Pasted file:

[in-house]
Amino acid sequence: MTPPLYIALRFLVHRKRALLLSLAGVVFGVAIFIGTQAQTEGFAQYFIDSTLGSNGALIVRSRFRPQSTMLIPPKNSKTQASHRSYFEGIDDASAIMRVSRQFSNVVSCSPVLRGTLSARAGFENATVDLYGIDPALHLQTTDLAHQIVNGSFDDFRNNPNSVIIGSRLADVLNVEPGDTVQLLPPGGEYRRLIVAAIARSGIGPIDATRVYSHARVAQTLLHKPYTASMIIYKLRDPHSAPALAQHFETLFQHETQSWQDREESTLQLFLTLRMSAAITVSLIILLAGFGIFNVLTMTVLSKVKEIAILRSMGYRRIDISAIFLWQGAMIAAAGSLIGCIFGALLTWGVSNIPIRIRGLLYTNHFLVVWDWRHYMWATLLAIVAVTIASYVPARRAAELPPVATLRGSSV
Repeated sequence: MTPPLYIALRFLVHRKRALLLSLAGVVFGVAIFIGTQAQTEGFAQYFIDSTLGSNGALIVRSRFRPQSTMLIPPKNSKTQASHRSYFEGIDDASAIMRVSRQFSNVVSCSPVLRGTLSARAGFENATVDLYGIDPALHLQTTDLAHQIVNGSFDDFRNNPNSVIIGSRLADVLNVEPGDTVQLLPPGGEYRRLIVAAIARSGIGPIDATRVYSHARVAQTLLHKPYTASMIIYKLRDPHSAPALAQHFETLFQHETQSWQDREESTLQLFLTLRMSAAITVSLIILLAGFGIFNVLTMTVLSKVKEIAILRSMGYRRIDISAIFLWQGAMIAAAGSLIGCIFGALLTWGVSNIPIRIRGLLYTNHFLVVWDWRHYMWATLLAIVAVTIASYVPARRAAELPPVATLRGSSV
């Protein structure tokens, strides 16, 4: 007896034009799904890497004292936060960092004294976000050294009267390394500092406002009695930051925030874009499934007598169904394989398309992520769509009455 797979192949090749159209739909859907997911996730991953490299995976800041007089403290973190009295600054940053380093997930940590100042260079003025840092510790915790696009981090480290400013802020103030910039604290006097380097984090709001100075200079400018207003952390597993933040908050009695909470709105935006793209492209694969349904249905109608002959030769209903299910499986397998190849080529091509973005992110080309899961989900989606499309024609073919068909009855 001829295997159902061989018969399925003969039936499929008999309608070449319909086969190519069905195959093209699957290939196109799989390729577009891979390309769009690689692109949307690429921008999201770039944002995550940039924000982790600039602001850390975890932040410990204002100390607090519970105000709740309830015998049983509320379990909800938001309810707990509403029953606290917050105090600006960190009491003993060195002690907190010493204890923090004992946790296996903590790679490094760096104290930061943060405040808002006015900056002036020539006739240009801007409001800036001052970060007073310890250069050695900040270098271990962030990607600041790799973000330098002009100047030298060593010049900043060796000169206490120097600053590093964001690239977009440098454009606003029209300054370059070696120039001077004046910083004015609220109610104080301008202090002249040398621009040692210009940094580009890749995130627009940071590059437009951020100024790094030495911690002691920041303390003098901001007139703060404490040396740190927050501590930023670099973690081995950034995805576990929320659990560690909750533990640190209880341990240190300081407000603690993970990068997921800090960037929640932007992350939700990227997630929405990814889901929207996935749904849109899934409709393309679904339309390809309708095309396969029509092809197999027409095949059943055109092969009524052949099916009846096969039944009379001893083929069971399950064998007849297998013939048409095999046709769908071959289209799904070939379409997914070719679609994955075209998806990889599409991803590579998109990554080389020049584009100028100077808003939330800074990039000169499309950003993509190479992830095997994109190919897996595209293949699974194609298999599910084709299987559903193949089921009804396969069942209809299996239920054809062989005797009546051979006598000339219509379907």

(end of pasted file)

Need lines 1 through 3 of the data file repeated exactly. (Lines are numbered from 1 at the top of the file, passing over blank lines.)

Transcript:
[in-house]
Amino acid sequence: MTPPLYIALRFLVHRKRALLLSLAGVVFGVAIFIGTQAQTEGFAQYFIDSTLGSNGALIVRSRFRPQSTMLIPPKNSKTQASHRSYFEGIDDASAIMRVSRQFSNVVSCSPVLRGTLSARAGFENATVDLYGIDPALHLQTTDLAHQIVNGSFDDFRNNPNSVIIGSRLADVLNVEPGDTVQLLPPGGEYRRLIVAAIARSGIGPIDATRVYSHARVAQTLLHKPYTASMIIYKLRDPHSAPALAQHFETLFQHETQSWQDREESTLQLFLTLRMSAAITVSLIILLAGFGIFNVLTMTVLSKVKEIAILRSMGYRRIDISAIFLWQGAMIAAAGSLIGCIFGALLTWGVSNIPIRIRGLLYTNHFLVVWDWRHYMWATLLAIVAVTIASYVPARRAAELPPVATLRGSSV
Repeated sequence: MTPPLYIALRFLVHRKRALLLSLAGVVFGVAIFIGTQAQTEGFAQYFIDSTLGSNGALIVRSRFRPQSTMLIPPKNSKTQASHRSYFEGIDDASAIMRVSRQFSNVVSCSPVLRGTLSARAGFENATVDLYGIDPALHLQTTDLAHQIVNGSFDDFRNNPNSVIIGSRLADVLNVEPGDTVQLLPPGGEYRRLIVAAIARSGIGPIDATRVYSHARVAQTLLHKPYTASMIIYKLRDPHSAPALAQHFETLFQHETQSWQDREESTLQLFLTLRMSAAITVSLIILLAGFGIFNVLTMTVLSKVKEIAILRSMGYRRIDISAIFLWQGAMIAAAGSLIGCIFGALLTWGVSNIPIRIRGLLYTNHFLVVWDWRHYMWATLLAIVAVTIASYVPARRAAELPPVATLRGSSV